Today, Governor Malloy reaffirmed his decision to veto the budget that passed this weekend. CEA agrees that a better bipartisan budget is needed for Connecticut, and is calling on legislators to convene immediately to craft a budget that works for all of us and invests in public education.
In order to move Connecticut forward, a real bipartisan budget must:
- Eliminate waste and inefficiencies in state programs and services.
- Support critical services such as education, public safety, transportation, and services for children, the elderly, and those in need. Preserve the state’s strengths, including a high-quality education system for K-12 and college.
- Institute real tax reform that improves the reliability of the state’s revenue streams in line with the 21st century economy. Close tax loopholes and unnecessary tax subsidies.
- Honor the rights of workers and families.
- Reject unnecessary and political policy changes.
Both the Republican budget that passed last weekend and the proposed Democratic budget put our public schools and Connecticut’s future at risk. Legislators must not repeat the mistakes of the past and must reject the bad proposals brought forth in earlier budget plans.
Major mistakes of the Republican budget:
- Applying a $1,500 per person tax on teachers (on average); undermining basic collective bargaining rights; underfunding critical support for urban areas; eliminating the minimum budget requirement for municipal education support; ending the Clean Elections Program; and adding too many other unnecessary and political policy changes.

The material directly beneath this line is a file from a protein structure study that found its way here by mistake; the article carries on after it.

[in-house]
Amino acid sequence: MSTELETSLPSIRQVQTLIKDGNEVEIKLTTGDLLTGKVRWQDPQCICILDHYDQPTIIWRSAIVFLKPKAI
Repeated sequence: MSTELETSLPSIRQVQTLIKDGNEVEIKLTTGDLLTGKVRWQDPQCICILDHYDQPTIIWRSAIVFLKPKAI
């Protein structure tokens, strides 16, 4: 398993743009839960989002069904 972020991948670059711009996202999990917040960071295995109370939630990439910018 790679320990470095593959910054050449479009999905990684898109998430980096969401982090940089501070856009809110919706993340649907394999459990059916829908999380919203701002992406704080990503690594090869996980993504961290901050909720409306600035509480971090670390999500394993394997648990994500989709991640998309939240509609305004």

- Reliance on unlikely or impossible revenue, such as banking “savings” in the next two years based on additional labor concessions that cannot begin to occur until 2027, instead of pursuing real tax reform that improves the reliability of the state’s revenue streams in line with the 21st century economy.
- Destructive cuts to state colleges and universities that will result in diminished workforce development and career-ready employees, skyrocketing tuition for students, flight of students to other states, closure of campuses, or all of the above.
Major mistakes of the Democratic budget:
- The insistence on an unwise and destructive shift of state responsibility for teacher retirement to the municipalities, resulting in a cost shift to towns of $279 million over the biennium.
- Reliance on a patchwork of nuisance taxes instead of real tax reform that improves the reliability of the state’s revenue streams in line with the 21st century economy.
- Addition of too many unnecessary and political policy changes—bills that did not pass during the regular session that were inserted into the budget documents.
“This is an opportunity for legislators on both sides of the aisle to come together and develop a budget plan that works for all of us and invests in our public schools,” said CEA President Sheila Cohen. “Legislators must act immediately. Our students, teachers, families, and communities deserve nothing less.”